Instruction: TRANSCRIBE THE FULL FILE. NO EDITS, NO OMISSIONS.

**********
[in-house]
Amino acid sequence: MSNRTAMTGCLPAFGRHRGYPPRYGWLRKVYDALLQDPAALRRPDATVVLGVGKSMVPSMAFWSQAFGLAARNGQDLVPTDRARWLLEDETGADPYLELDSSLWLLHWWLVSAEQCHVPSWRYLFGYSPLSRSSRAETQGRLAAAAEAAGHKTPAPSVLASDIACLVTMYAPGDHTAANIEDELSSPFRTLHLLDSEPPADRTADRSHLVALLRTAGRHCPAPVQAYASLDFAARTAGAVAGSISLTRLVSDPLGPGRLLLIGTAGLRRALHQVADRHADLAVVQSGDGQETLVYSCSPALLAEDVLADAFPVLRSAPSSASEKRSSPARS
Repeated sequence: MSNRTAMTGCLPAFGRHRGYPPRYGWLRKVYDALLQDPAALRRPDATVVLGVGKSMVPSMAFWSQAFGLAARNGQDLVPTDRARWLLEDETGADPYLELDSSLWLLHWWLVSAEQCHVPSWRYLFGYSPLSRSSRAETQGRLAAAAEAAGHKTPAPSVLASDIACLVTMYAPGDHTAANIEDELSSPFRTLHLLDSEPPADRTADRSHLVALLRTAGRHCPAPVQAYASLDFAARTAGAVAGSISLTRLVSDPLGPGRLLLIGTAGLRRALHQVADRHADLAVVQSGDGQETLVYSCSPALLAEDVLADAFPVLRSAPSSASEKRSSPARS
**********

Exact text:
[in-house]
Amino acid sequence: MSNRTAMTGCLPAFGRHRGYPPRYGWLRKVYDALLQDPAALRRPDATVVLGVGKSMVPSMAFWSQAFGLAARNGQDLVPTDRARWLLEDETGADPYLELDSSLWLLHWWLVSAEQCHVPSWRYLFGYSPLSRSSRAETQGRLAAAAEAAGHKTPAPSVLASDIACLVTMYAPGDHTAANIEDELSSPFRTLHLLDSEPPADRTADRSHLVALLRTAGRHCPAPVQAYASLDFAARTAGAVAGSISLTRLVSDPLGPGRLLLIGTAGLRRALHQVADRHADLAVVQSGDGQETLVYSCSPALLAEDVLADAFPVLRSAPSSASEKRSSPARS
Repeated sequence: MSNRTAMTGCLPAFGRHRGYPPRYGWLRKVYDALLQDPAALRRPDATVVLGVGKSMVPSMAFWSQAFGLAARNGQDLVPTDRARWLLEDETGADPYLELDSSLWLLHWWLVSAEQCHVPSWRYLFGYSPLSRSSRAETQGRLAAAAEAAGHKTPAPSVLASDIACLVTMYAPGDHTAANIEDELSSPFRTLHLLDSEPPADRTADRSHLVALLRTAGRHCPAPVQAYASLDFAARTAGAVAGSISLTRLVSDPLGPGRLLLIGTAGLRRALHQVADRHADLAVVQSGDGQETLVYSCSPALLAEDVLADAFPVLRSAPSSASEKRSSPARS